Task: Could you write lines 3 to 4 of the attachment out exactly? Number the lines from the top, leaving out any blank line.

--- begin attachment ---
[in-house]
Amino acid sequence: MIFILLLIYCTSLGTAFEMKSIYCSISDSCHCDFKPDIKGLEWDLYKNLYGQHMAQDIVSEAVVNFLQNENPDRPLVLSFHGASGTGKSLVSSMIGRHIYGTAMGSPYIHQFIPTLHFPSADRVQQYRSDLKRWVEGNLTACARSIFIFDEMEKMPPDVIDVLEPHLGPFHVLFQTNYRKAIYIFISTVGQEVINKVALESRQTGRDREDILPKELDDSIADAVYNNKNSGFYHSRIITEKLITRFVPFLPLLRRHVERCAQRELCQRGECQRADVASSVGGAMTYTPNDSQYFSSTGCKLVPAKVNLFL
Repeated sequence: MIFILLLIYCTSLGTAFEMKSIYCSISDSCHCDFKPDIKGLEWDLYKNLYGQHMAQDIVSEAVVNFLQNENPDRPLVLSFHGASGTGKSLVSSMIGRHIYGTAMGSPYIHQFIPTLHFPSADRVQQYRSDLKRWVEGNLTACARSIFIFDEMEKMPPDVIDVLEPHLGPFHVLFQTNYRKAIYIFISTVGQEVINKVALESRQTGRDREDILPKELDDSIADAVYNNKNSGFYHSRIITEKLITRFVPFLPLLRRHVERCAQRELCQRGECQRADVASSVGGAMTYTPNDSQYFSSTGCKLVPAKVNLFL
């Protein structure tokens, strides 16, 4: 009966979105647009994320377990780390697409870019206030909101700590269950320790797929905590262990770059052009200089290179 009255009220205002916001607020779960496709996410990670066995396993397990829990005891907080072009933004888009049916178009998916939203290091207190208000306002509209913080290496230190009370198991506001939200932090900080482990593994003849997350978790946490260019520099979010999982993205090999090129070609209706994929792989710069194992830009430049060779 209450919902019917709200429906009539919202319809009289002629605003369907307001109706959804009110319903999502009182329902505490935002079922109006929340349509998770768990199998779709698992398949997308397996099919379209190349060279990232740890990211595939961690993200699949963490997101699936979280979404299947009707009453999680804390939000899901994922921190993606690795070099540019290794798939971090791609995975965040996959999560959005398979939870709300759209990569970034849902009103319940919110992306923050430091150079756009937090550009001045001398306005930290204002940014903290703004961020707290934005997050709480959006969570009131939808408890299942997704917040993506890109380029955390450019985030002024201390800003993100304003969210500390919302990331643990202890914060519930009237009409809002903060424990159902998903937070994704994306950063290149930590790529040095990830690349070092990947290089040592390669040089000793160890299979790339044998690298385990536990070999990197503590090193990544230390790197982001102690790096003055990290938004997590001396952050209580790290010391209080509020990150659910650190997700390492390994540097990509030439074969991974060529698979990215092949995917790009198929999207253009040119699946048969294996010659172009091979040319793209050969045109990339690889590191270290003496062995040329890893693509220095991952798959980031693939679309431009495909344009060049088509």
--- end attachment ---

Repeated sequence: MIFILLLIYCTSLGTAFEMKSIYCSISDSCHCDFKPDIKGLEWDLYKNLYGQHMAQDIVSEAVVNFLQNENPDRPLVLSFHGASGTGKSLVSSMIGRHIYGTAMGSPYIHQFIPTLHFPSADRVQQYRSDLKRWVEGNLTACARSIFIFDEMEKMPPDVIDVLEPHLGPFHVLFQTNYRKAIYIFISTVGQEVINKVALESRQTGRDREDILPKELDDSIADAVYNNKNSGFYHSRIITEKLITRFVPFLPLLRRHVERCAQRELCQRGECQRADVASSVGGAMTYTPNDSQYFSSTGCKLVPAKVNLFL
């Protein structure tokens, strides 16, 4: 009966979105647009994320377990780390697409870019206030909101700590269950320790797929905590262990770059052009200089290179 009255009220205002916001607020779960496709996410990670066995396993397990829990005891907080072009933004888009049916178009998916939203290091207190208000306002509209913080290496230190009370198991506001939200932090900080482990593994003849997350978790946490260019520099979010999982993205090999090129070609209706994929792989710069194992830009430049060779 209450919902019917709200429906009539919202319809009289002629605003369907307001109706959804009110319903999502009182329902505490935002079922109006929340349509998770768990199998779709698992398949997308397996099919379209190349060279990232740890990211595939961690993200699949963490997101699936979280979404299947009707009453999680804390939000899901994922921190993606690795070099540019290794798939971090791609995975965040996959999560959005398979939870709300759209990569970034849902009103319940919110992306923050430091150079756009937090550009001045001398306005930290204002940014903290703004961020707290934005997050709480959006969570009131939808408890299942997704917040993506890109380029955390450019985030002024201390800003993100304003969210500390919302990331643990202890914060519930009237009409809002903060424990159902998903937070994704994306950063290149930590790529040095990830690349070092990947290089040592390669040089000793160890299979790339044998690298385990536990070999990197503590090193990544230390790197982001102690790096003055990290938004997590001396952050209580790290010391209080509020990150659910650190997700390492390994540097990509030439074969991974060529698979990215092949995917790009198929999207253009040119699946048969294996010659172009091979040319793209050969045109990339690889590191270290003496062995040329890893693509220095991952798959980031693939679309431009495909344009060049088509």